It is widely felt that the proposed amendments are intended to clip the wings of Information Commissioners and to undermine their autonomy.
The Central Government's move to amend the Right to Information Act by introducing an amendment bill in the monsoon session of Parliament (which commences from July 18) has not gone down well with RTI activists. It is their complaint that the Central Government kept the proposed amendments a secret, denying the opportunity of public consultation.
The public had no clue about the amendment move until the 'list of business' for the monsoon session of Lok Sabha was published (The website of Lok Sabha did not contain the list of business at the time of publication of this article). In the list of business, as item 14 it is listed as "to amend the Right to Information Act- for introduction, consideration and publication". However, no copy of the bill was made available in public domain. RTI Activists Aruna Roy and Nikhil Dey commented, "it is a bitter irony that a little over a decade after the RTI Act was operationalised, proposed amendments have been kept secret; there has not even been a hint of public consultation.
Shailesh Gandhi, a former Central Information Commissioner, questioned the move to amend the Act. "We have one of the best RTI Acts in the world. NOBODY should bring any changes in it. WE need better implementation. Focus on that," he tweeted.
#SaveRTI WE have one of the best RTI Acts in the world. NOBODY should bring any changes in it. WE need better implementation. Focus on that— Shailesh Gandhi (@shaileshgan) July 15, 2018
#SaveRTI WE have one of the best RTI Acts in the world. NOBODY should bring any changes in it. WE need better implementation. Focus on that
The contents of the amendment bill came to public light only when RTI activist Anjali Bharadwaj obtained a copy, and posted the same in twitter (The amendment bill was not seen uploaded in the official websites of Government of India at the time of publication of this article). The proposed amendments give power to Central Government to determine term and salary of Information Commissioners.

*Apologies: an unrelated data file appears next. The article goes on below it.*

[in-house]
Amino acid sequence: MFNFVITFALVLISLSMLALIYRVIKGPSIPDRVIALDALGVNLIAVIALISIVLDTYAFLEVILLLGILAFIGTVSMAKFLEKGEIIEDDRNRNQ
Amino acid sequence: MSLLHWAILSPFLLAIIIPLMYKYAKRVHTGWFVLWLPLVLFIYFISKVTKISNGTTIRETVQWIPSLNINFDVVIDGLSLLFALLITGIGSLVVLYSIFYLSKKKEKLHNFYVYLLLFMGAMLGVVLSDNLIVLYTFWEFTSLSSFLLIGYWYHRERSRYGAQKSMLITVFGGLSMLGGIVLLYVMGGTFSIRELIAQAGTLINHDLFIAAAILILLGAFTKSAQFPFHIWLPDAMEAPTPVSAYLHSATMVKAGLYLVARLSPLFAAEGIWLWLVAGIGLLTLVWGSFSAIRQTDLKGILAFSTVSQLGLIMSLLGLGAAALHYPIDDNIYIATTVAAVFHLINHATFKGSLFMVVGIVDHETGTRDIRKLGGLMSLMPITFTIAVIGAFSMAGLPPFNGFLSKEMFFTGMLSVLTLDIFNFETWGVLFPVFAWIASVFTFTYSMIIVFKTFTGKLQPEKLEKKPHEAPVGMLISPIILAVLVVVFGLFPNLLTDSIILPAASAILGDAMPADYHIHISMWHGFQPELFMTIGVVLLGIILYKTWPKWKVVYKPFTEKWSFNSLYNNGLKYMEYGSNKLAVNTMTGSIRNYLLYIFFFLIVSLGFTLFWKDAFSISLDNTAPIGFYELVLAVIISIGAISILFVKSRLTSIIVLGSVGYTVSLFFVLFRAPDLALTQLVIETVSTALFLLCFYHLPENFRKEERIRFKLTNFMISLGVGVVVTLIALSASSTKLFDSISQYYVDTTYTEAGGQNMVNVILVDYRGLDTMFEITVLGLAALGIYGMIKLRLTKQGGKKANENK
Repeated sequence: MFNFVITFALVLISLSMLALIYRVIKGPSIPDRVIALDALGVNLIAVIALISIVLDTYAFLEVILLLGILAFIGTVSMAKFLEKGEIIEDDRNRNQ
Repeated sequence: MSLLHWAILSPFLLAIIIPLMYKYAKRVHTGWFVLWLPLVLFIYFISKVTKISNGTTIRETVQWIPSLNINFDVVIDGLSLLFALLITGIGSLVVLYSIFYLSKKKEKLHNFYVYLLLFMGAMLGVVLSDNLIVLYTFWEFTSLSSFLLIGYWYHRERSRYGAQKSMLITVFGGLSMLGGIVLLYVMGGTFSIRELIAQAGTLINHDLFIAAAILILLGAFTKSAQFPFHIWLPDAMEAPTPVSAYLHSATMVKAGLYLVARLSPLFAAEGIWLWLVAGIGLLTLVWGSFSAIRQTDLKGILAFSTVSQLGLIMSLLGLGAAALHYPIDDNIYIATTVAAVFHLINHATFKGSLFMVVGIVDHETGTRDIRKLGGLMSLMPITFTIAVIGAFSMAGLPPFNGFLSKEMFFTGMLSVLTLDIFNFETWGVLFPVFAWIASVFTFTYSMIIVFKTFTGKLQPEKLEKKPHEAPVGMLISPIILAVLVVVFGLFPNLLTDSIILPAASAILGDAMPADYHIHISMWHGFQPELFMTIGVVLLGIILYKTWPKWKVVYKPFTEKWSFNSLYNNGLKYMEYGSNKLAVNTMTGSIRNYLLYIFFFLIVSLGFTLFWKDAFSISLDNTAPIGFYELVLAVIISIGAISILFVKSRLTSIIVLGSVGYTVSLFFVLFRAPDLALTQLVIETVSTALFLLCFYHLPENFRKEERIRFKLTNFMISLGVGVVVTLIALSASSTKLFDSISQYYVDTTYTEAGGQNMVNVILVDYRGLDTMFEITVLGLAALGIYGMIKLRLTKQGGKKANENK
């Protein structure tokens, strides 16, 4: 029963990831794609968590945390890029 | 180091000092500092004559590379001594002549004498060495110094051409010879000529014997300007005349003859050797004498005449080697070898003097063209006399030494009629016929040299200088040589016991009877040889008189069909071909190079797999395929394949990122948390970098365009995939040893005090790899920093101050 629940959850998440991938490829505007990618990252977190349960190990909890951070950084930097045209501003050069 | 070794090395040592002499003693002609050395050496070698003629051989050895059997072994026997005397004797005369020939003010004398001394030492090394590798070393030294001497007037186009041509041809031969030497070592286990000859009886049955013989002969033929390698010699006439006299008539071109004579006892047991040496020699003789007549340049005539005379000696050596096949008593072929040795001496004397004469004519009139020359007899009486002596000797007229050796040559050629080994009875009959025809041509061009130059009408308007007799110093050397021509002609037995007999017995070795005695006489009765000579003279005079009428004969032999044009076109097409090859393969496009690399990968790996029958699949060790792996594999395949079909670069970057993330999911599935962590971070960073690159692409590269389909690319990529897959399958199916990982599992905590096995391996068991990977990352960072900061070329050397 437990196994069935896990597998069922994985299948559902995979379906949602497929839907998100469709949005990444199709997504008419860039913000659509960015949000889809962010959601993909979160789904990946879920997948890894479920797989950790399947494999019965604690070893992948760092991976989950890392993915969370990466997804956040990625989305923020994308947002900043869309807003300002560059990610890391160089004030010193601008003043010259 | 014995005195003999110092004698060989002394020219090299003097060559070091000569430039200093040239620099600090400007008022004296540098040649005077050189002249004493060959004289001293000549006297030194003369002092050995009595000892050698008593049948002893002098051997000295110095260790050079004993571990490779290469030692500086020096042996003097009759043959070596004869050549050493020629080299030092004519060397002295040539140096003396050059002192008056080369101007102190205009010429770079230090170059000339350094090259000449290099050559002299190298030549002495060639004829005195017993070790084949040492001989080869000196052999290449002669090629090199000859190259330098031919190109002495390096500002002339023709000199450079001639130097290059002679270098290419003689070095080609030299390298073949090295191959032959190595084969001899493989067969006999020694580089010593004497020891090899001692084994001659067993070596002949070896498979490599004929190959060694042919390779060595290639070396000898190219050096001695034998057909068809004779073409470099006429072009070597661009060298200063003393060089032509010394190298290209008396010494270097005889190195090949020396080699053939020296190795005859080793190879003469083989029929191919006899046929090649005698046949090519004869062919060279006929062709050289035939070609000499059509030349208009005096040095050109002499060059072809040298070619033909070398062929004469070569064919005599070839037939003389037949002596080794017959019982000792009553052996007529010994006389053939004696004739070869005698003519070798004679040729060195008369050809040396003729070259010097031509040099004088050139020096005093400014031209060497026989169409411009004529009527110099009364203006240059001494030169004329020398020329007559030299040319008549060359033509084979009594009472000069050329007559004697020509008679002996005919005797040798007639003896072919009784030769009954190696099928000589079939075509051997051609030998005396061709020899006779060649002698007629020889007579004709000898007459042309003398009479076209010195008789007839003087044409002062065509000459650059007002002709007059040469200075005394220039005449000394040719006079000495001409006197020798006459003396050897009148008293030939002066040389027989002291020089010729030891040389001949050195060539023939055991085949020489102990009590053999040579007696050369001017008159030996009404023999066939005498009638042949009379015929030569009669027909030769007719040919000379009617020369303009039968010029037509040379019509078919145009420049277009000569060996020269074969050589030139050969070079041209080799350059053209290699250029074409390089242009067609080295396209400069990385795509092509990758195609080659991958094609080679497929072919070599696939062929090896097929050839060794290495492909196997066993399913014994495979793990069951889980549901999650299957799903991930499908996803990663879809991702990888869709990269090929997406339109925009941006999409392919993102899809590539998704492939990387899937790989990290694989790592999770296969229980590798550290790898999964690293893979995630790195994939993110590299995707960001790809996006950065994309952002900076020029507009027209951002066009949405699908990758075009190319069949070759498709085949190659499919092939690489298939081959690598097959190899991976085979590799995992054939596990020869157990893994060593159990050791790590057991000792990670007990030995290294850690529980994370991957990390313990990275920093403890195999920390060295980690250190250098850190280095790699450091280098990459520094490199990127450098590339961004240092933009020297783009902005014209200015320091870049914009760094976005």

At present, the Chief Information Commissioner and Information Commissioner have a fixed term of five years. The amendment bill proposes to change the period of office of Chief Information Commissioner and Information Commissioner as "for such term as may be prescribed by the Central Government". In the same manner, the term of office of State Information Commissioner is proposed to be curtailed by the amendment. Also, the amendment gives power to the Central Government to fix the salary and allowances of Chief Information Commissioner and State Information Commissioners. As per the present RTI Act, the salary and allowances of the Chief Information Commissioner and Information Commissioner are the same as that of the Chief Election Commissioner and Election Commissioner respectively, which are fixed as per provisions of the Constitution. The RTI Act has consciously given Information Commissioners status and privileges equal to Election Commissioner in order to ensure that they function independently and autonomously.
As the reason for the amendment the bill states, "the mandate of Election Commission of India and Central and State Information Commissions are different. Hence, their status and service conditions need to be rationalised accordingly".
The National Campaign for Peoples' Right to Information has issued a press release condemning the proposed amendments. They attack the reason stated for amendment as inherently flawed, and stated:-
The principle of according a high stature, and protecting the terms of service by equating it to functionaries of constitutional bodies, is routinely adopted for independent statutory oversight bodies, including the Central Vigilance Commission and the Lokpal.
They also stated that the secrecy around the amendments has prevented any meaningful debate or public engagement with the proposed changes.
"The amendments seek to empower the Central government to decide the tenure and salary and allowances of Information Commissioners of the Central Information Commission and also of State Information Commissions through rules. This will fundamentally weaken the institution of the information commissions as it will adversely impact their ability to function in an independent manner. The information commissions are the final authorities to adjudicate on claims of access to information which is a deemed fundamental right under the Constitution. The status conferred on commissioners under the RTI Act is to empower them to carry out their functions autonomously and require even the highest offices to comply with the provisions of the law. Further, the Central government usurping for itself the power to decide even the tenure, salaries and allowances of information commissioners of the State Information Commissions, raises key issues of federalism", said the press release of NCPRI.
The press release also points out that the Central Government has not taken any steps to notify the Whistleblowers Protection Act (which was passed in 2014). On July 2, the Supreme Court had issued a notice in a PIL filed seeking the filling up of vacancies in Centre and State Information Commissions. "The Government of India and state governments have attempted to stifle the functioning of the RTI Act by failing to do their statutory duty of ensuring the appointment of commissioners in the Central Information Commission and State Information Commissions in a timely manner", contended the PIL.
In this backdrop, it is widely felt that the proposed amendments are intended to clip the wings of Information Commissioners and to undermine their autonomy.